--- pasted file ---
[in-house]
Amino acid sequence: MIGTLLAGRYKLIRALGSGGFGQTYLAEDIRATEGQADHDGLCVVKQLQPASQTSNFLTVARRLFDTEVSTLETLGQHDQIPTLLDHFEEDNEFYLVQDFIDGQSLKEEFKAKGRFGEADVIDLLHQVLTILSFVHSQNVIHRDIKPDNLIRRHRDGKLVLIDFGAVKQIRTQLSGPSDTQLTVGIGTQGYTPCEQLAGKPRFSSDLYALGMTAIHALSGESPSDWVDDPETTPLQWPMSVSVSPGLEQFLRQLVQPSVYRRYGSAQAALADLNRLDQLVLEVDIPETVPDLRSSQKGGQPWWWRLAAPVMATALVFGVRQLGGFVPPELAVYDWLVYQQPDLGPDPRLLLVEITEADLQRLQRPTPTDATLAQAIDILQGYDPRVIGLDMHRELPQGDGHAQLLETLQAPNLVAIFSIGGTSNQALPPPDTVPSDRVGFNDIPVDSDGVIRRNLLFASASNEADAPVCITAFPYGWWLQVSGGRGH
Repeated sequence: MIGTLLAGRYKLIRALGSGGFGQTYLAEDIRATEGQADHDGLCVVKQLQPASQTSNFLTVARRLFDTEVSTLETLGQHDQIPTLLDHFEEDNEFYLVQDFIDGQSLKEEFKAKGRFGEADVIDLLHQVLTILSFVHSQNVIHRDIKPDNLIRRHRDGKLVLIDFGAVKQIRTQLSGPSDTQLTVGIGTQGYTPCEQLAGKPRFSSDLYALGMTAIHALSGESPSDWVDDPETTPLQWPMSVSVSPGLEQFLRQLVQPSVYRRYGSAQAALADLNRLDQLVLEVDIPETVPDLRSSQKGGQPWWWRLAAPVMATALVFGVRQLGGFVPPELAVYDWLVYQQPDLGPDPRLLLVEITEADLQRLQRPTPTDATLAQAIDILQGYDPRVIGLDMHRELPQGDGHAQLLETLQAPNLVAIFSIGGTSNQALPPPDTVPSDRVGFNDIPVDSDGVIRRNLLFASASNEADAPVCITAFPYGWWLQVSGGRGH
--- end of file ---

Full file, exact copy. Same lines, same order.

[in-house]
Amino acid sequence: MIGTLLAGRYKLIRALGSGGFGQTYLAEDIRATEGQADHDGLCVVKQLQPASQTSNFLTVARRLFDTEVSTLETLGQHDQIPTLLDHFEEDNEFYLVQDFIDGQSLKEEFKAKGRFGEADVIDLLHQVLTILSFVHSQNVIHRDIKPDNLIRRHRDGKLVLIDFGAVKQIRTQLSGPSDTQLTVGIGTQGYTPCEQLAGKPRFSSDLYALGMTAIHALSGESPSDWVDDPETTPLQWPMSVSVSPGLEQFLRQLVQPSVYRRYGSAQAALADLNRLDQLVLEVDIPETVPDLRSSQKGGQPWWWRLAAPVMATALVFGVRQLGGFVPPELAVYDWLVYQQPDLGPDPRLLLVEITEADLQRLQRPTPTDATLAQAIDILQGYDPRVIGLDMHRELPQGDGHAQLLETLQAPNLVAIFSIGGTSNQALPPPDTVPSDRVGFNDIPVDSDGVIRRNLLFASASNEADAPVCITAFPYGWWLQVSGGRGH
Repeated sequence: MIGTLLAGRYKLIRALGSGGFGQTYLAEDIRATEGQADHDGLCVVKQLQPASQTSNFLTVARRLFDTEVSTLETLGQHDQIPTLLDHFEEDNEFYLVQDFIDGQSLKEEFKAKGRFGEADVIDLLHQVLTILSFVHSQNVIHRDIKPDNLIRRHRDGKLVLIDFGAVKQIRTQLSGPSDTQLTVGIGTQGYTPCEQLAGKPRFSSDLYALGMTAIHALSGESPSDWVDDPETTPLQWPMSVSVSPGLEQFLRQLVQPSVYRRYGSAQAALADLNRLDQLVLEVDIPETVPDLRSSQKGGQPWWWRLAAPVMATALVFGVRQLGGFVPPELAVYDWLVYQQPDLGPDPRLLLVEITEADLQRLQRPTPTDATLAQAIDILQGYDPRVIGLDMHRELPQGDGHAQLLETLQAPNLVAIFSIGGTSNQALPPPDTVPSDRVGFNDIPVDSDGVIRRNLLFASASNEADAPVCITAFPYGWWLQVSGGRGH